Your best bet is to capitalize on the $750,000 capital-gains exemption on the sale of shares in a qualified small-business corporation rather than selling the company’s assets. This approach could save you up to $174,000, depending on which province you live in — and provided that you and your company qualify.
Your company qualifies if it meets several criteria, including the requirement that at least 90% of its assets must be used principally in an active business carried on primarily in Canada. But even if your corporation doesn’t currently qualify for the deduction, you might be able to “purify” it. Generally, this involves removing non-business assets (such as cash or investments) from the firm prior to the sale, provided that non-business assets total no more than 50% of all assets.
Once you’ve determined that the shares you’re selling do qualify — or can be made to — consider whether you personally qualify for the capital-gains deduction. Previous uses of the capital-gains deduction or investment-related expenses in excess of investment income claimed on your personal tax return will restrict access to this deduction.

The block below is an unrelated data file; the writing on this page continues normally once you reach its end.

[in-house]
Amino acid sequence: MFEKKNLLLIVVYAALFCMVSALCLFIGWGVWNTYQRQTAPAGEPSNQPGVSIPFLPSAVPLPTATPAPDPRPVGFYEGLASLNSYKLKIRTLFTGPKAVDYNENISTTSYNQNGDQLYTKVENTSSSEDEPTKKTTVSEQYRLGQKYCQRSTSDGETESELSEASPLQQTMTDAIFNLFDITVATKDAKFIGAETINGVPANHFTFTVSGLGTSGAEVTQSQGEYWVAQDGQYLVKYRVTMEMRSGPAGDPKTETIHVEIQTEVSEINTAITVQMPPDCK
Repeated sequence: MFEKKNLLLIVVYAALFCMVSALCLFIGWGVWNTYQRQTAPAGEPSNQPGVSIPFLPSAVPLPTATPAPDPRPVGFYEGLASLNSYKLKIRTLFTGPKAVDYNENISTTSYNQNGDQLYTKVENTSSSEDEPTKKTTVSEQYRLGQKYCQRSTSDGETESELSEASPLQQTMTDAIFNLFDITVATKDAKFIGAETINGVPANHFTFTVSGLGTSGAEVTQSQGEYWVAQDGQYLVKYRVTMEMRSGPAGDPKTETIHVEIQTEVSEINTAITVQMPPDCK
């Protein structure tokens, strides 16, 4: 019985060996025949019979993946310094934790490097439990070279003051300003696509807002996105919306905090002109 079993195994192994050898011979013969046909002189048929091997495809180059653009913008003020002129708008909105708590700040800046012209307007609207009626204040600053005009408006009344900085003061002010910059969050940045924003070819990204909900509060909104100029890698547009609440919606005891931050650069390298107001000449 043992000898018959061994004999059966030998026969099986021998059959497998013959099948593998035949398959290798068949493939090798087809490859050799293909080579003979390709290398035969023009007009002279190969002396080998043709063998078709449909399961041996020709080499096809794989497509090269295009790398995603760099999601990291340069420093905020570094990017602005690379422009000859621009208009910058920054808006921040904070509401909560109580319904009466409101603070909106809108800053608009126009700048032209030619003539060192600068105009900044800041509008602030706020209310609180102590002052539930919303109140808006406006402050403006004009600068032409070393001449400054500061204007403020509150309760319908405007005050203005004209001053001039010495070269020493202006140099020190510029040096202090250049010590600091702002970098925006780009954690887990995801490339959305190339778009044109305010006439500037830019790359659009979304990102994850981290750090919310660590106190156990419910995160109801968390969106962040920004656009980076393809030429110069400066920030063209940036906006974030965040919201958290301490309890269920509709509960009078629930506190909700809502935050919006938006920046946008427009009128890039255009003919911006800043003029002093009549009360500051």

You might also need to consider the implications of various attributes of the sale.
If you help finance the purchase with vendor take-back financing, careful consideration of the loan’s terms could allow you to reduce or at least defer your tax burden by recognizing the capital gain over a period of up to five years. Similarly, take care in structuring any earn-out arrangement, whereby part of the sale price is dependent on future earnings and paid out over time. Finally, if you are required to sign a non-competition agreement as part of the sale, new proposed rules in the Income Tax Act need to be considered to minimize the tax implications associated with these types of agreements.